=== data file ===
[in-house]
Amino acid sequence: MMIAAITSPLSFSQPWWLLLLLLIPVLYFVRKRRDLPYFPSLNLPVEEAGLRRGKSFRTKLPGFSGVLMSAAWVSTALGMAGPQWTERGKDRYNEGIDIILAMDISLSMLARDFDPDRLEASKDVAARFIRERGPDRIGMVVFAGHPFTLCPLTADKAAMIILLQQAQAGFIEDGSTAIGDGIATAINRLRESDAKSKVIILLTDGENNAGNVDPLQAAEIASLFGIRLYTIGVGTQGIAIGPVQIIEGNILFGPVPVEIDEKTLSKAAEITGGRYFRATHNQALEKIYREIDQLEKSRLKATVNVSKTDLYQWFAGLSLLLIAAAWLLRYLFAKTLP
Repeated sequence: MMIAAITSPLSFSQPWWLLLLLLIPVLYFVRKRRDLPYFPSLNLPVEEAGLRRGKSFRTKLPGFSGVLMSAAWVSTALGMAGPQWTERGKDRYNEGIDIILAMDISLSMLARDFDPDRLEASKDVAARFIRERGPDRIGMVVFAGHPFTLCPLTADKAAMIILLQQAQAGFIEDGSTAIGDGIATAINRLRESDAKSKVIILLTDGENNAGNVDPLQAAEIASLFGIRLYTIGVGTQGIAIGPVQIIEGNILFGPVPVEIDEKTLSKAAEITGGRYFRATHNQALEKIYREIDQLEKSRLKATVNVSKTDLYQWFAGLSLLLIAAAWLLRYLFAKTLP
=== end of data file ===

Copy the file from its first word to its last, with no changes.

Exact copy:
[in-house]
Amino acid sequence: MMIAAITSPLSFSQPWWLLLLLLIPVLYFVRKRRDLPYFPSLNLPVEEAGLRRGKSFRTKLPGFSGVLMSAAWVSTALGMAGPQWTERGKDRYNEGIDIILAMDISLSMLARDFDPDRLEASKDVAARFIRERGPDRIGMVVFAGHPFTLCPLTADKAAMIILLQQAQAGFIEDGSTAIGDGIATAINRLRESDAKSKVIILLTDGENNAGNVDPLQAAEIASLFGIRLYTIGVGTQGIAIGPVQIIEGNILFGPVPVEIDEKTLSKAAEITGGRYFRATHNQALEKIYREIDQLEKSRLKATVNVSKTDLYQWFAGLSLLLIAAAWLLRYLFAKTLP
Repeated sequence: MMIAAITSPLSFSQPWWLLLLLLIPVLYFVRKRRDLPYFPSLNLPVEEAGLRRGKSFRTKLPGFSGVLMSAAWVSTALGMAGPQWTERGKDRYNEGIDIILAMDISLSMLARDFDPDRLEASKDVAARFIRERGPDRIGMVVFAGHPFTLCPLTADKAAMIILLQQAQAGFIEDGSTAIGDGIATAINRLRESDAKSKVIILLTDGENNAGNVDPLQAAEIASLFGIRLYTIGVGTQGIAIGPVQIIEGNILFGPVPVEIDEKTLSKAAEITGGRYFRATHNQALEKIYREIDQLEKSRLKATVNVSKTDLYQWFAGLSLLLIAAAWLLRYLFAKTLP